Going to Court

If you and the other person cannot solve your legal problem on your own, you might have to go to court. It is sometimes a good idea to talk to a lawyer about your case. A lawyer can explain the court system to you and tell you what the result of your case might be.

The usual steps in taking a case to Small Claims Court are set out below.

The claimant starts the legal action

The party starting the legal action is called the claimant. The party being sued is called the defendant. The claimant decides where to file his or her claim. It must be in the court registry nearest to either

  • Where the defendant lives (or has a business) or
  • Where the event that led to the claim happened

The claimant starts by filling out a “Notice of Claim” form. Court forms are the documents that the parties complete and file in the court registry. They move the case through the court system. The forms have instructions. They are available at the Small Claims Court registry or online.

The claimant takes the Notice of Claim form to the Small Claims Court registry in the courthouse and pays a filing fee. The registry clerk reviews the form, keeps a copy, and returns copies of the form to the claimant. The registry also gives the claimant another form, called a Reply. The claimant personally serves (personally delivers) a copy of the completed Notice of Claim form, and a blank copy of the Reply form to the defendant.

A person who cannot afford to pay the filing fee can apply to the court registrar to go ahead without paying.

The defendant replies

The Notice of Claim form and the Reply form are served (delivered personally) on the defendant (the party being sued).  The defendant has 14 days to fill out the Reply form and file it in the Small Claims Court registry. In the Reply, the defendant gives an answer to the claim. In other words, the defendant tells his or her side of the story, and explains why he or she disagrees with all or part of the claim. The court registry mails the Reply to the claimant.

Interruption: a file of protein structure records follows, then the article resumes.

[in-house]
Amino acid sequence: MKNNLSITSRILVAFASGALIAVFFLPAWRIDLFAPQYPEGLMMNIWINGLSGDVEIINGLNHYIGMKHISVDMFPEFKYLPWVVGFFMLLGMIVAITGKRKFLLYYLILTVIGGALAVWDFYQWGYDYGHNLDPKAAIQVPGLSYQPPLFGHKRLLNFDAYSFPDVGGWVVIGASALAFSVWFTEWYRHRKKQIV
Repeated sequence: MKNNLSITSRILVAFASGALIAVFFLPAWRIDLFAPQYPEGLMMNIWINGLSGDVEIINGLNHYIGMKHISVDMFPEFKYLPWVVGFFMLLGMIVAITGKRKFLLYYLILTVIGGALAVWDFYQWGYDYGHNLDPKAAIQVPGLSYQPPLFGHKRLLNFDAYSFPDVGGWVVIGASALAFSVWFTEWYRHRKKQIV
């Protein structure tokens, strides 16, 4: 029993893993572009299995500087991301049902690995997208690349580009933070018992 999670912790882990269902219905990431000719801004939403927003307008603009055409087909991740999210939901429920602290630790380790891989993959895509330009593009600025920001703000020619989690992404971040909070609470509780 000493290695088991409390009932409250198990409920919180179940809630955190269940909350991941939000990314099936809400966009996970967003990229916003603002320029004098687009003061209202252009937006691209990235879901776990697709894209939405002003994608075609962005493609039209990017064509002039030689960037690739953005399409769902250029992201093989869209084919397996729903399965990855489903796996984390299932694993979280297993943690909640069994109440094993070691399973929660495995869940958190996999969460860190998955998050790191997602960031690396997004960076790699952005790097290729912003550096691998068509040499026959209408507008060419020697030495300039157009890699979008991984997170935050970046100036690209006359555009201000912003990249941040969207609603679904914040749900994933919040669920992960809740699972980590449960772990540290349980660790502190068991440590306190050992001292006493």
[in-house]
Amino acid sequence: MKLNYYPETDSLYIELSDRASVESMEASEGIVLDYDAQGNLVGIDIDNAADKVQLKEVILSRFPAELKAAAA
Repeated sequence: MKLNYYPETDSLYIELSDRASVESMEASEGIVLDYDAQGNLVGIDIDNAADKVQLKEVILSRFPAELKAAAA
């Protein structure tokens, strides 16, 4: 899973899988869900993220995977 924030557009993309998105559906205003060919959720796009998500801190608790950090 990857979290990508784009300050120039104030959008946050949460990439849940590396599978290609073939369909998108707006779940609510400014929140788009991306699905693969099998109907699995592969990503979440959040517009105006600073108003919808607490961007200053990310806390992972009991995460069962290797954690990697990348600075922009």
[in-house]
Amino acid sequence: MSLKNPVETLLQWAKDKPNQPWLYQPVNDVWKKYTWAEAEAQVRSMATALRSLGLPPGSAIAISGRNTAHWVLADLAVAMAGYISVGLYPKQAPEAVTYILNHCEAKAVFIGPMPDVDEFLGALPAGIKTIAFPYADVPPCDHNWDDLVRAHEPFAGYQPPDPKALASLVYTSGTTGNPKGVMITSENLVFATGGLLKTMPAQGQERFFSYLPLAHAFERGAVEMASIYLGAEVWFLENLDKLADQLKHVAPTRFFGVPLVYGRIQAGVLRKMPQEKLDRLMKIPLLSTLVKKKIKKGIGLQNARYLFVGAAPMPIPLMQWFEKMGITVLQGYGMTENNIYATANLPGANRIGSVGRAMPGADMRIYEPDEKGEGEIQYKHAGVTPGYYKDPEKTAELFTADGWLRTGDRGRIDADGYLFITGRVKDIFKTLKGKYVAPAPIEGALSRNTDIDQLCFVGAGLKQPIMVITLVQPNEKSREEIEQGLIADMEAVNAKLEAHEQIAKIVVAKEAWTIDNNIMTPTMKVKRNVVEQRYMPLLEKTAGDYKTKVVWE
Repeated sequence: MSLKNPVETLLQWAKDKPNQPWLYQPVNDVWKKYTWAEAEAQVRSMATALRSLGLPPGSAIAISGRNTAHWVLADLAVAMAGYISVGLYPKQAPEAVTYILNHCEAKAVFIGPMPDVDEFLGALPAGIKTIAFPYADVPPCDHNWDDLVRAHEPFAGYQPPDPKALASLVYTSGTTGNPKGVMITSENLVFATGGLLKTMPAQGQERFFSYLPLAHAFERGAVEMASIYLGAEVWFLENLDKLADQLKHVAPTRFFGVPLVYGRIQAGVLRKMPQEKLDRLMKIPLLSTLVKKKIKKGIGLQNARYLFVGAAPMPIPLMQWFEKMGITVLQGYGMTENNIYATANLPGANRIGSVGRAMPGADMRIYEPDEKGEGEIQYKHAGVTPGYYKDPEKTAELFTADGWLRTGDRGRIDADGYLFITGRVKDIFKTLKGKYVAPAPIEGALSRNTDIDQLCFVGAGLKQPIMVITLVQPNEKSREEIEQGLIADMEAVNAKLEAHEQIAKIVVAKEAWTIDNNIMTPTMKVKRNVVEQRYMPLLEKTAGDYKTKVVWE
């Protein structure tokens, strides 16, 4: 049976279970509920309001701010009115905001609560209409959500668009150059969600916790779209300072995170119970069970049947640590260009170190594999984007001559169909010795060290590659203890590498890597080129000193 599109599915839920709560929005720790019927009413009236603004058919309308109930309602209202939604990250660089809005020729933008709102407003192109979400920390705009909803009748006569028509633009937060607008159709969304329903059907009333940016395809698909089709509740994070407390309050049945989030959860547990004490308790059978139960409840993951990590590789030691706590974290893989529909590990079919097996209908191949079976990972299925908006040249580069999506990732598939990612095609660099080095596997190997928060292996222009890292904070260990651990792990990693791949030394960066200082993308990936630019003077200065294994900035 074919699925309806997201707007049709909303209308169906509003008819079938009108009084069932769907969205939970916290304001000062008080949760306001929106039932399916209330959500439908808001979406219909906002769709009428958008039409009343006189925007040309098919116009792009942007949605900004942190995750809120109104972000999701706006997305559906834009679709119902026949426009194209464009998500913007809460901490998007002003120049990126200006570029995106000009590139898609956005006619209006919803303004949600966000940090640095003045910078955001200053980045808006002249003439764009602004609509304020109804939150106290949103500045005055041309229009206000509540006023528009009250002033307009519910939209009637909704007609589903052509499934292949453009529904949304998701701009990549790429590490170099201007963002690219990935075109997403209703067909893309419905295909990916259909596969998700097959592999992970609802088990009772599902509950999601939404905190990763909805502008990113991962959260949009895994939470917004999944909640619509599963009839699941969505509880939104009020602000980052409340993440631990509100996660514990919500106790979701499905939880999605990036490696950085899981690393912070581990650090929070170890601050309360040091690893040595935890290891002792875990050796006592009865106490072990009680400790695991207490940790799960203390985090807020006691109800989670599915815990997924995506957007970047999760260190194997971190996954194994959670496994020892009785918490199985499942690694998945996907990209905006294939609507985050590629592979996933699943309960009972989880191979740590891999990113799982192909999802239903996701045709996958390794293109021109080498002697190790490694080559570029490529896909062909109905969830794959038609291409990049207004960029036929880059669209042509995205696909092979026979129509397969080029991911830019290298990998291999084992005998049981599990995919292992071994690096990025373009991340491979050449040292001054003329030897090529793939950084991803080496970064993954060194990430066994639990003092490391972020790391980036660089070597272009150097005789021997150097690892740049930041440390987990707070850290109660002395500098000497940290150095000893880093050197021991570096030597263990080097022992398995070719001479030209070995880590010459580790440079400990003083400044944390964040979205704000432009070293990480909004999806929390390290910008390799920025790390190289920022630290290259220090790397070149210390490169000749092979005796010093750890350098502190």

If the defendant does not reply

The defendant might not reply to the notice of claim. Maybe he or she thinks that the claimant will just give up.  If the defendant has not filed a Reply within 14 days after he or she was properly served with the notice of claim, the claimant can get an order from a judge for whatever he or she was claiming. This is called a default order.

The settlement conference

A settlement conference is a meeting with a judge, the claimant, and the defendant. The purpose of the conference is to discuss the dispute and try to settle it without having a trial in court.

The judge asks some questions about the dispute and finds out if the parties can agree how to resolve the dispute. For example, the defendant might owe $12,000 to the claimant, but the claimant may agree to accept $9,000 if the money is paid right away. In this case, the judge makes an order for the defendant to pay $9,000 to the claimant and it is the same as if the judge made that order after a trial.

If the parties cannot reach an agreement, a trial date will be set. If the trial will last more than one-half day, there will be another 30-minute meeting, called a “trial conference,” where everyone meets again to talk about the trial. The judge tries again to get the parties to settle their dispute. If they cannot do this, the judge helps the parties get ready for trial.

The judge could dismiss the claim. If the judge does not believe that the claimant has a valid claim, the judge can stop the legal action before the trial.

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